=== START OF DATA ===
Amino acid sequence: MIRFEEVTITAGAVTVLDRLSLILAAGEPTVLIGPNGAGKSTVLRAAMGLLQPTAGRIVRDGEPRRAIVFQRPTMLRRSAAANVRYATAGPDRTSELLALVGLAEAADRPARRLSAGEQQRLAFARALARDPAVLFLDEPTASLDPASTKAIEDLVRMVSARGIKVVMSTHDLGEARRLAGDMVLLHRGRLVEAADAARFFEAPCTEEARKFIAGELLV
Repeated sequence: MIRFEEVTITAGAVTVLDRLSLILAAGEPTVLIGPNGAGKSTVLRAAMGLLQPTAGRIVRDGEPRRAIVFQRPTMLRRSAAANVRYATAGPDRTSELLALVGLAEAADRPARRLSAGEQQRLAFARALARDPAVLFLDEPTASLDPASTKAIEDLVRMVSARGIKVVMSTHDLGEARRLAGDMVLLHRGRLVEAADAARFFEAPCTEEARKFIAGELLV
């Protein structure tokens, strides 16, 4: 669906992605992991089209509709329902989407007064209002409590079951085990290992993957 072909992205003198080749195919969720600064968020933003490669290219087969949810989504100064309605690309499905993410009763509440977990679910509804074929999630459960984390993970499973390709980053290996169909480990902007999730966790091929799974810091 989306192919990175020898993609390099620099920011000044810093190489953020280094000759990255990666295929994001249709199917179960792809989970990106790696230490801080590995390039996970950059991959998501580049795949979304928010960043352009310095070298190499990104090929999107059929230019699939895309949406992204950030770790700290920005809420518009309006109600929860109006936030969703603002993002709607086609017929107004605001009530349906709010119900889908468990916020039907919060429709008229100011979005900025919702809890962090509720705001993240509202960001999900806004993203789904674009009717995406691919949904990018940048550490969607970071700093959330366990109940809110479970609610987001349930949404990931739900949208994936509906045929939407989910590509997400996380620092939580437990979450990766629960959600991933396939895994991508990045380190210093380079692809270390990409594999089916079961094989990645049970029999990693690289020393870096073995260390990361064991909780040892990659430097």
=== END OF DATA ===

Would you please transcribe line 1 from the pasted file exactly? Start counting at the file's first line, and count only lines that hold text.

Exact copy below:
Amino acid sequence: MIRFEEVTITAGAVTVLDRLSLILAAGEPTVLIGPNGAGKSTVLRAAMGLLQPTAGRIVRDGEPRRAIVFQRPTMLRRSAAANVRYATAGPDRTSELLALVGLAEAADRPARRLSAGEQQRLAFARALARDPAVLFLDEPTASLDPASTKAIEDLVRMVSARGIKVVMSTHDLGEARRLAGDMVLLHRGRLVEAADAARFFEAPCTEEARKFIAGELLV